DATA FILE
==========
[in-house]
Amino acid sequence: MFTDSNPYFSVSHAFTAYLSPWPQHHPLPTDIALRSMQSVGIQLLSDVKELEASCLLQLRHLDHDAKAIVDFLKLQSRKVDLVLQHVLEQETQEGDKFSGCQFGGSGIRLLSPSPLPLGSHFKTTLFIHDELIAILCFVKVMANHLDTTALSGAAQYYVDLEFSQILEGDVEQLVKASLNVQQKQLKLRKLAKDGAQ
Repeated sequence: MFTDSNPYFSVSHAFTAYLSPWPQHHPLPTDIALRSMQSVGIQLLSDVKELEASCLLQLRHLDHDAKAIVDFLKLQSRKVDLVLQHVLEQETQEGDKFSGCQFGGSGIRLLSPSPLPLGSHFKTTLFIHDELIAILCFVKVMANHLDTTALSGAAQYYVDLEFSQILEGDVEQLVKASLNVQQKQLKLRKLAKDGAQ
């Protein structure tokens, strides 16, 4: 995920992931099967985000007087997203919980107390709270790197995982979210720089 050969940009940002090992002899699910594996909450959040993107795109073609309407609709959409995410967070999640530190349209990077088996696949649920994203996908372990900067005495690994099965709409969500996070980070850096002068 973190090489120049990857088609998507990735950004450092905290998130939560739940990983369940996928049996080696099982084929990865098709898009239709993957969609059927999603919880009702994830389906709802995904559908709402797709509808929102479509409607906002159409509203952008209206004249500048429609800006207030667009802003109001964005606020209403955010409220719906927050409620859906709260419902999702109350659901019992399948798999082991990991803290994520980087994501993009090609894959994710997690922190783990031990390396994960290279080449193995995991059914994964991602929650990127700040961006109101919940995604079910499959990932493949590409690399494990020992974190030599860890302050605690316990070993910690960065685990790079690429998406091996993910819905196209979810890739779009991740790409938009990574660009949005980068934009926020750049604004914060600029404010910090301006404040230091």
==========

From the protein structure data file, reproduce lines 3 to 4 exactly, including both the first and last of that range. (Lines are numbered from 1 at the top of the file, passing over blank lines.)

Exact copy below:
Repeated sequence: MFTDSNPYFSVSHAFTAYLSPWPQHHPLPTDIALRSMQSVGIQLLSDVKELEASCLLQLRHLDHDAKAIVDFLKLQSRKVDLVLQHVLEQETQEGDKFSGCQFGGSGIRLLSPSPLPLGSHFKTTLFIHDELIAILCFVKVMANHLDTTALSGAAQYYVDLEFSQILEGDVEQLVKASLNVQQKQLKLRKLAKDGAQ
């Protein structure tokens, strides 16, 4: 995920992931099967985000007087997203919980107390709270790197995982979210720089 050969940009940002090992002899699910594996909450959040993107795109073609309407609709959409995410967070999640530190349209990077088996696949649920994203996908372990900067005495690994099965709409969500996070980070850096002068 973190090489120049990857088609998507990735950004450092905290998130939560739940990983369940996928049996080696099982084929990865098709898009239709993957969609059927999603919880009702994830389906709802995904559908709402797709509808929102479509409607906002159409509203952008209206004249500048429609800006207030667009802003109001964005606020209403955010409220719906927050409620859906709260419902999702109350659901019992399948798999082991990991803290994520980087994501993009090609894959994710997690922190783990031990390396994960290279080449193995995991059914994964991602929650990127700040961006109101919940995604079910499959990932493949590409690399494990020992974190030599860890302050605690316990070993910690960065685990790079690429998406091996993910819905196209979810890739779009991740790409938009990574660009949005980068934009926020750049604004914060600029404010910090301006404040230091």